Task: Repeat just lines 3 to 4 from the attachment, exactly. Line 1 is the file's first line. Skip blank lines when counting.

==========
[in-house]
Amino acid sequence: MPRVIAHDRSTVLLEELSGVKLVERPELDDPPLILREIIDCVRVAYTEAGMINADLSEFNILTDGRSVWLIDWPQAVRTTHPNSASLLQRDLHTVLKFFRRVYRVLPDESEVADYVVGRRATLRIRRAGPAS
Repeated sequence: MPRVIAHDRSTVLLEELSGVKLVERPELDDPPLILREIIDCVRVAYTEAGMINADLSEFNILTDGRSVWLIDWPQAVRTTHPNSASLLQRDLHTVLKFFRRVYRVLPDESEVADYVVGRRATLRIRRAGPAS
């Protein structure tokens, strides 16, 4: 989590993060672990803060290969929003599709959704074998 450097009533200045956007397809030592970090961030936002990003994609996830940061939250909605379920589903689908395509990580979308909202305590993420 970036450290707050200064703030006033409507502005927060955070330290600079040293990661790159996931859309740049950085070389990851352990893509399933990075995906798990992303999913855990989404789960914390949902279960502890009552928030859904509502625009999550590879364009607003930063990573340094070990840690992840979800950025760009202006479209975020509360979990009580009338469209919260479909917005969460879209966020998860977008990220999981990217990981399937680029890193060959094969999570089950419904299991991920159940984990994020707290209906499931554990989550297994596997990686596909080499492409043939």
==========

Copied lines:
Repeated sequence: MPRVIAHDRSTVLLEELSGVKLVERPELDDPPLILREIIDCVRVAYTEAGMINADLSEFNILTDGRSVWLIDWPQAVRTTHPNSASLLQRDLHTVLKFFRRVYRVLPDESEVADYVVGRRATLRIRRAGPAS
């Protein structure tokens, strides 16, 4: 989590993060672990803060290969929003599709959704074998 450097009533200045956007397809030592970090961030936002990003994609996830940061939250909605379920589903689908395509990580979308909202305590993420 970036450290707050200064703030006033409507502005927060955070330290600079040293990661790159996931859309740049950085070389990851352990893509399933990075995906798990992303999913855990989404789960914390949902279960502890009552928030859904509502625009999550590879364009607003930063990573340094070990840690992840979800950025760009202006479209975020509360979990009580009338469209919260479909917005969460879209966020998860977008990220999981990217990981399937680029890193060959094969999570089950419904299991991920159940984990994020707290209906499931554990989550297994596997990686596909080499492409043939």